The dominant TE11 mode excitation of either a circular or coaxial input waveguide is assumed.

Operation of AXIAL

The program suite AXIAL consists of a number of pre and post processor programs and a mode-matching analysis program AXIAL.

Input data files for AXIAL can be prepared interactively using the pre/post processor which incorporates many screen editing facilities. A waveguide/horn profile generator is also built into the pre-processor to enable repetitive generation of complex structures such as corrugated horns by simply altering a few key parameters. The profile of the resultant structure can be viewed and modified interactively prior to analysis. The computed radiation patterns of the horn can also be displayed on the computer screen and each radiation point can be examined.

A number of small utility programs to generate ring-loaded horn geometries and dielectrically loaded horn profiles are also included in the AXIAL package.

AXIAL was developed by Dr.Soe Min Tun of S.M.T. Consultancies Ltd.

Available Versions

Two versions of AXIAL are available as executables. The full version incorporates dielectrics where multiple layers of dielectrics can be placed inside any of the coaxial and circular waveguide regions. The reduced version assumes uniform air-filled waveguide regions. AXIAL is available on these platforms.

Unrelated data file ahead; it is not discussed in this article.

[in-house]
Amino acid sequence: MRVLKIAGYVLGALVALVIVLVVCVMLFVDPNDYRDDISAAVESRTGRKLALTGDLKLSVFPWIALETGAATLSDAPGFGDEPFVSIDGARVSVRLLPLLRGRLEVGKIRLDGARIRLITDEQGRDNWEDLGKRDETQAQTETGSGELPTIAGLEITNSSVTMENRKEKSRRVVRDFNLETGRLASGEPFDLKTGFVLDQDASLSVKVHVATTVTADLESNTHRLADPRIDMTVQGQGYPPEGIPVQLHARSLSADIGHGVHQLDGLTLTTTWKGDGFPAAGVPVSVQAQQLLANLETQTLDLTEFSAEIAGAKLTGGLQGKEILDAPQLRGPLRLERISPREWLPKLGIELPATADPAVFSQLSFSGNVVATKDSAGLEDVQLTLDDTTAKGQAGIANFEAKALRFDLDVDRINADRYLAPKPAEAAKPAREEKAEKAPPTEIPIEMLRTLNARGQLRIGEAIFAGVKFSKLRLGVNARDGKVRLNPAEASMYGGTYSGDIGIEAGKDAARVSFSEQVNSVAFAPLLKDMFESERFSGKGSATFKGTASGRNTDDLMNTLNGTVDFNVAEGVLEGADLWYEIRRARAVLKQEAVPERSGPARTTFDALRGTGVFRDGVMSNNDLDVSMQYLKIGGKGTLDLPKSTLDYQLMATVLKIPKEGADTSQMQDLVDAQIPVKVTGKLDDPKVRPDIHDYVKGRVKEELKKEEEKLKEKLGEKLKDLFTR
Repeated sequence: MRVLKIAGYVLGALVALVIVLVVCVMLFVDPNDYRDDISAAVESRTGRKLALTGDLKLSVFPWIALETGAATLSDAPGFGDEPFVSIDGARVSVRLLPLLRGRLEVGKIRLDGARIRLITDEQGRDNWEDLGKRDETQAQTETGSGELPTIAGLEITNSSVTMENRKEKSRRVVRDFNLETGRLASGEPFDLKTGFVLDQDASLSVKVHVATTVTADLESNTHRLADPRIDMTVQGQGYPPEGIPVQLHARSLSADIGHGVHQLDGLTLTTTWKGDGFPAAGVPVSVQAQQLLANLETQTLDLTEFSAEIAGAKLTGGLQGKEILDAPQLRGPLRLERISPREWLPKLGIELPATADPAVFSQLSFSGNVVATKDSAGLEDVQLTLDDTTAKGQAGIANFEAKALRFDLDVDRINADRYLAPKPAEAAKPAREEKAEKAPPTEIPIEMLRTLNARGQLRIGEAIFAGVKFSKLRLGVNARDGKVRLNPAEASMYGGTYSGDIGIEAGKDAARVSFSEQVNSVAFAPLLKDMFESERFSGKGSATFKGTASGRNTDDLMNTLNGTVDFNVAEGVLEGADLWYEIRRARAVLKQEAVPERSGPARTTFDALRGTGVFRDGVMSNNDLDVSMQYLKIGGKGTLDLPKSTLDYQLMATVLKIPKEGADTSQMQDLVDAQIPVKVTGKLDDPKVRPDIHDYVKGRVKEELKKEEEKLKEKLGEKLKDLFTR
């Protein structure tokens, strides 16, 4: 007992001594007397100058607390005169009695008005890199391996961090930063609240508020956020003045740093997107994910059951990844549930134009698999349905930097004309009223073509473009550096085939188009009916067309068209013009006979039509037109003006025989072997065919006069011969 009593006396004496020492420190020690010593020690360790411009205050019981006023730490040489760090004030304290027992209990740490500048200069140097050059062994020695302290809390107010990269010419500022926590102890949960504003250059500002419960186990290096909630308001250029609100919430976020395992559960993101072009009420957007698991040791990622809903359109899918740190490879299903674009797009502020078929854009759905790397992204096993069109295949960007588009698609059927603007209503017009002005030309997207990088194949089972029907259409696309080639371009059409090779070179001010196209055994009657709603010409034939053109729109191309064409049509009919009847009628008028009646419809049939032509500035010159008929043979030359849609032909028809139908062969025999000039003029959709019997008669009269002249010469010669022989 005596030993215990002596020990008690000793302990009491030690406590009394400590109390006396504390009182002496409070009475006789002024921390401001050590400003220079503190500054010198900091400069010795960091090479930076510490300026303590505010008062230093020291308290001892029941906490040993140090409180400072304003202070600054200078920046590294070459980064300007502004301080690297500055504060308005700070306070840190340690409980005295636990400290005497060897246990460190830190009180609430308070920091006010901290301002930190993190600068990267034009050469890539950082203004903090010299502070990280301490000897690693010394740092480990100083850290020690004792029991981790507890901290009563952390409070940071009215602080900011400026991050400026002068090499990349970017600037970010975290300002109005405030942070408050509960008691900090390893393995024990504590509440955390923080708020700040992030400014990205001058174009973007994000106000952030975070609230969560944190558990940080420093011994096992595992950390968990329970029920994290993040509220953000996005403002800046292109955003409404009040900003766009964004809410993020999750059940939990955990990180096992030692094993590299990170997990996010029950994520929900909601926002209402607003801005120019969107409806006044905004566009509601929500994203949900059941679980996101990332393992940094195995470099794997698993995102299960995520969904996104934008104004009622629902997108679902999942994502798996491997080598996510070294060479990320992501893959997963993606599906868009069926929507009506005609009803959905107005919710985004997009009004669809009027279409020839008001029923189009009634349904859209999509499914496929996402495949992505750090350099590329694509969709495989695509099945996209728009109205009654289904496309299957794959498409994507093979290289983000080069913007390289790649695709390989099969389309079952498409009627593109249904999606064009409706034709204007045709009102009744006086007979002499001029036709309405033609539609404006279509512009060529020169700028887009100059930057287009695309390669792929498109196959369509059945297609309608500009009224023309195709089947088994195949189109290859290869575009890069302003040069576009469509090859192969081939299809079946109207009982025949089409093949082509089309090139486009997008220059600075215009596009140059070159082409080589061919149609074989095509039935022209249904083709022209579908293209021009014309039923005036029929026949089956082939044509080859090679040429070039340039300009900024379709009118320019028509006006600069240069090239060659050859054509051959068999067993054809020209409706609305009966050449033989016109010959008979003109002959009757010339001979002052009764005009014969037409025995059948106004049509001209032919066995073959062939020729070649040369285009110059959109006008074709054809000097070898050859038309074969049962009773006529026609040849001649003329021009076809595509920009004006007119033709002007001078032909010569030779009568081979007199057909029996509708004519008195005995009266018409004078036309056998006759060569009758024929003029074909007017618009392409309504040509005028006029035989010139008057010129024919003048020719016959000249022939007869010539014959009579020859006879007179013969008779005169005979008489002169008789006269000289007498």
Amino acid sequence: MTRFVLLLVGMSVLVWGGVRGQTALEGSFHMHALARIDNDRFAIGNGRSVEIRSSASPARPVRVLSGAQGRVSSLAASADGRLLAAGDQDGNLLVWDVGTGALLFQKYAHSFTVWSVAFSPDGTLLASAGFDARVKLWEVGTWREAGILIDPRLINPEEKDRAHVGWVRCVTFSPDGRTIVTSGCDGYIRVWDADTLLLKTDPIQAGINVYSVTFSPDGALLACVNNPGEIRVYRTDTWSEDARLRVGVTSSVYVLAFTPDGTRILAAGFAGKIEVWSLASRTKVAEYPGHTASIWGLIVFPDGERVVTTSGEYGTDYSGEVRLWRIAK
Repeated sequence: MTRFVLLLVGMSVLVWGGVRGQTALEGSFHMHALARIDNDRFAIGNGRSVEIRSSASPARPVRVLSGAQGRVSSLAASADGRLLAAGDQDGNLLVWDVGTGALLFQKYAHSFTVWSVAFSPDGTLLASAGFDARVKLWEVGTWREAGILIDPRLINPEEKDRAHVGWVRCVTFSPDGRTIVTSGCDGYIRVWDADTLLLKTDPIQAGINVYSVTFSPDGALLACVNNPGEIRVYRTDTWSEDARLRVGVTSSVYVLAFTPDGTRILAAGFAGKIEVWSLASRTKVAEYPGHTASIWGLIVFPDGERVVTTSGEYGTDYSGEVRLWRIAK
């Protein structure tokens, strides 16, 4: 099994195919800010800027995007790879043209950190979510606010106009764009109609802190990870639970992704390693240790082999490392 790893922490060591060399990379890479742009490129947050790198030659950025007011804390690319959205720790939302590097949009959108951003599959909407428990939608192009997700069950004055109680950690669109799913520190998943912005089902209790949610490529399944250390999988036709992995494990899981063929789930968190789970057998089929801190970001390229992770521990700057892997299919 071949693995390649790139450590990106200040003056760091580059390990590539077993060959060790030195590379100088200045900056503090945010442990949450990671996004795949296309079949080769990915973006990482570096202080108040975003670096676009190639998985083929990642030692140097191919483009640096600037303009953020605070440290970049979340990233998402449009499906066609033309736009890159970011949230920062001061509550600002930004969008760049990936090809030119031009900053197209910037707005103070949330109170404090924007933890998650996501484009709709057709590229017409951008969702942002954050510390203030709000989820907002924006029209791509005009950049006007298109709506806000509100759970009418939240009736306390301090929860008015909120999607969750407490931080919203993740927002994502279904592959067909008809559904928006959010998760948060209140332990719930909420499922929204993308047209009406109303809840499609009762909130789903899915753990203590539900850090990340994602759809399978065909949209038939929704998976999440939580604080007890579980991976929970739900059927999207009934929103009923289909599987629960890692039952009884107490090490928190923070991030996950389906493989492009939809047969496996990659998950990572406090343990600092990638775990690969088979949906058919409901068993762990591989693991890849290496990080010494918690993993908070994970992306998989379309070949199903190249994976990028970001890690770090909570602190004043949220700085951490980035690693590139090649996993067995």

A typical example is an axisymmetric Cassegrainian reflector with a splashplate feed [1], [2], [3]. The exciting waveguide with its dielectric is modelled as a circular waveguide while the exterior of the waveguide and the reflector are modelled as a coaxial section (Figure 3). The great advantage of this type of analysis is that is allows an optimisation to be carried out which is much more accurate than the usual ray tracing. The result is an ability to design a high efficiency (65%) reflector with sidelobes of -22 dB and low spillover (<-40 dB) when the aperture is relatively small in wavelengths. Examples up to 12 wavelengths have been designed. An example of aperture diameter 5.5 wavelengths is described in [3].